“I did say that, didn’t I? Well, I think telling you a little early won’t hurt anybody.” She picked me up and held me like she used to, making me feel like I was still only six years old. I held my breath as she whispered softly in my ear. “Most people don’t know when they get to go to heaven. But, when you were born, a man came to see me at the hospital. He said that he wanted to look at you with his own eyes because you are one of the special ones. Sometimes he doesn’t know how people will turn out, but he knew that you have all the good things inside of you. He told me you are going to live to be one hundred and six, and you’re going to see the whole world.”
“Even Florida?” I asked in wonderment.
“Even Florida,” she said as she pulled back to look at me with her smiling eyes. That afternoon I started a to-do list of everything I wanted to accomplish in my lifetime. I got as far as “build a birdhouse for the back-yard” before my sister found me holed up in our secret hiding place. She showed me how to catch crayfish with my bare hands that day, and by dinnertime, I had already forgotten about the man and his story. I found my list a couple days later but didn’t add anything more to it. Besides, I had a hundred years to figure out how I wanted to spend it.
It was strange how those moments came flooding back when I least expected. I started to remember the little things—the happy things. But then they were replaced by the memories of how it all fell apart. The girl with the to-do list couldn’t exist anymore—not inside the person I had become.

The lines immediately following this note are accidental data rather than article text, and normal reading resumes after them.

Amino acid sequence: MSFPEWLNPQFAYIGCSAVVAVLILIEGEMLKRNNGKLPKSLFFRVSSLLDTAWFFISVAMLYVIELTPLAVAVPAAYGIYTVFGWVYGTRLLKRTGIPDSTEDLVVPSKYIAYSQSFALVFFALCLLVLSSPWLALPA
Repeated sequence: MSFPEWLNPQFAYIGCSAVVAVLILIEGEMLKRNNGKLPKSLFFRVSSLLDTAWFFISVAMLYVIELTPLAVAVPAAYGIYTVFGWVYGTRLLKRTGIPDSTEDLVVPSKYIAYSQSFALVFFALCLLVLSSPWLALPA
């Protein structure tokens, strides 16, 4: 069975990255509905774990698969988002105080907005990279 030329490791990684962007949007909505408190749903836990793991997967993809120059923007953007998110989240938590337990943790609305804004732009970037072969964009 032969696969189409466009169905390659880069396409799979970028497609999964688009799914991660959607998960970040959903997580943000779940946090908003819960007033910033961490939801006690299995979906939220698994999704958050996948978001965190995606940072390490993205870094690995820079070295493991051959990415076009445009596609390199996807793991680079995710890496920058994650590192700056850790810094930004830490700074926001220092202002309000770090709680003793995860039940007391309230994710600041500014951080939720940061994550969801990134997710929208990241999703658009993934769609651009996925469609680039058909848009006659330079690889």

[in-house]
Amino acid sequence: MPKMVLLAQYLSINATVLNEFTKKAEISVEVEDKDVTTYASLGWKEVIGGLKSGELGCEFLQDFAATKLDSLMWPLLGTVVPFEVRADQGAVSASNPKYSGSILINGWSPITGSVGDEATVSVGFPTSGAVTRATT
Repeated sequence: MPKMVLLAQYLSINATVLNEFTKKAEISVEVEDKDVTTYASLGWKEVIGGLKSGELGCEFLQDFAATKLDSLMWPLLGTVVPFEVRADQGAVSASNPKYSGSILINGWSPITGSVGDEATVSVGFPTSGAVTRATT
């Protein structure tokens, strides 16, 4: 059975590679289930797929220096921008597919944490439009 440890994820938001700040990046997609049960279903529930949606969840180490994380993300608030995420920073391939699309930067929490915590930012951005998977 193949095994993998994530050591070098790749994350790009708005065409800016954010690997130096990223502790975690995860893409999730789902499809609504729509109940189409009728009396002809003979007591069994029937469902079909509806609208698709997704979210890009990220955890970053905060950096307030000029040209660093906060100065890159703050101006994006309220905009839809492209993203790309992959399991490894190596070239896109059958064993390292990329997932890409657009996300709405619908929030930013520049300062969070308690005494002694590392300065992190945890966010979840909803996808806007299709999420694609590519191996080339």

It was a scam—the idea that everything happens for a reason. It didn’t leave room for the tragedies, the things in this world that didn’t make sense.
When the burn started to subside, I could feel myself slowly slip away. In that moment, I realized the man had been wrong about two things. One, he overestimated the good inside of me. And two, I would never live to be a hundred, because I couldn’t even make it to sixteen.
As that precious nothingness enveloped me, I sensed her hand in mine, holding me back. I could feel the clamminess of her palm and the coolness of her skin soothing my scorched bones. We were together again, but this time she was asking me to stay. The last thing I remembered as I headed over that edge was to never let her go. I knew she’d always been the one to build me wings for the way down.
Satan’s Garden is Kit Lyman’s debut novel, which she self-published in March of 2014. A 2011 graduate from Cornell University, she has prior experience in screenwriting and script coverage. She previously worked in LA as a production assistant on a daytime talk show and a script reader for a literary management company. Her former work as an SEO and web strategist has given her a competitive edge as a self-publisher, but she still believes in the role traditional publishers play in today’s market.